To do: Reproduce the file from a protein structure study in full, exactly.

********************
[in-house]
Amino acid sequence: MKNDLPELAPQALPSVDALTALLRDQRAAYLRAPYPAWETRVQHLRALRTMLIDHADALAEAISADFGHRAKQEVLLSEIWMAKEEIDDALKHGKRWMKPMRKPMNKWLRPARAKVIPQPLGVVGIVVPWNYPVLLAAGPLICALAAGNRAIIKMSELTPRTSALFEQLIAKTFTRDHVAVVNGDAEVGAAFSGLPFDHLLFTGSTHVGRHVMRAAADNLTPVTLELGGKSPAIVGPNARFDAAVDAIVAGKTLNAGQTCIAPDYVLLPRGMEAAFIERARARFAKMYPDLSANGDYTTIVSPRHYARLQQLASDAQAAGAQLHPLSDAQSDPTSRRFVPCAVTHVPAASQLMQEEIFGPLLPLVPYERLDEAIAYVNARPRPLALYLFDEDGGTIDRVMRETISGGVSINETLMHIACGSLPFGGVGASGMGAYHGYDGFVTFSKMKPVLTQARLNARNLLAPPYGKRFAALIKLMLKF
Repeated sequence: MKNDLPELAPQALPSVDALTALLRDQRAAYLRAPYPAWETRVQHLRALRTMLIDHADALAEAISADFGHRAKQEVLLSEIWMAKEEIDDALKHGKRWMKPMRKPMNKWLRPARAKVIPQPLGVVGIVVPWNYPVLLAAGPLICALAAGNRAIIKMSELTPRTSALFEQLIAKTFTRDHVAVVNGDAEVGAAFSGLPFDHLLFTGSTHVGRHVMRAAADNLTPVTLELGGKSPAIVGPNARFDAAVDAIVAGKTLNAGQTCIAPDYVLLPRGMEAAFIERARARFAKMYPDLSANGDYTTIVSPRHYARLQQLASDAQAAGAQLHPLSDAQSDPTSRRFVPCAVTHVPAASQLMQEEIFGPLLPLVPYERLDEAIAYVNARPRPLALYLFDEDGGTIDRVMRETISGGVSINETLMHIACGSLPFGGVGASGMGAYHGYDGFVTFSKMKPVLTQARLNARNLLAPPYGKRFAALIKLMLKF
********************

[in-house]
Amino acid sequence: MKNDLPELAPQALPSVDALTALLRDQRAAYLRAPYPAWETRVQHLRALRTMLIDHADALAEAISADFGHRAKQEVLLSEIWMAKEEIDDALKHGKRWMKPMRKPMNKWLRPARAKVIPQPLGVVGIVVPWNYPVLLAAGPLICALAAGNRAIIKMSELTPRTSALFEQLIAKTFTRDHVAVVNGDAEVGAAFSGLPFDHLLFTGSTHVGRHVMRAAADNLTPVTLELGGKSPAIVGPNARFDAAVDAIVAGKTLNAGQTCIAPDYVLLPRGMEAAFIERARARFAKMYPDLSANGDYTTIVSPRHYARLQQLASDAQAAGAQLHPLSDAQSDPTSRRFVPCAVTHVPAASQLMQEEIFGPLLPLVPYERLDEAIAYVNARPRPLALYLFDEDGGTIDRVMRETISGGVSINETLMHIACGSLPFGGVGASGMGAYHGYDGFVTFSKMKPVLTQARLNARNLLAPPYGKRFAALIKLMLKF
Repeated sequence: MKNDLPELAPQALPSVDALTALLRDQRAAYLRAPYPAWETRVQHLRALRTMLIDHADALAEAISADFGHRAKQEVLLSEIWMAKEEIDDALKHGKRWMKPMRKPMNKWLRPARAKVIPQPLGVVGIVVPWNYPVLLAAGPLICALAAGNRAIIKMSELTPRTSALFEQLIAKTFTRDHVAVVNGDAEVGAAFSGLPFDHLLFTGSTHVGRHVMRAAADNLTPVTLELGGKSPAIVGPNARFDAAVDAIVAGKTLNAGQTCIAPDYVLLPRGMEAAFIERARARFAKMYPDLSANGDYTTIVSPRHYARLQQLASDAQAAGAQLHPLSDAQSDPTSRRFVPCAVTHVPAASQLMQEEIFGPLLPLVPYERLDEAIAYVNARPRPLALYLFDEDGGTIDRVMRETISGGVSINETLMHIACGSLPFGGVGASGMGAYHGYDGFVTFSKMKPVLTQARLNARNLLAPPYGKRFAALIKLMLKF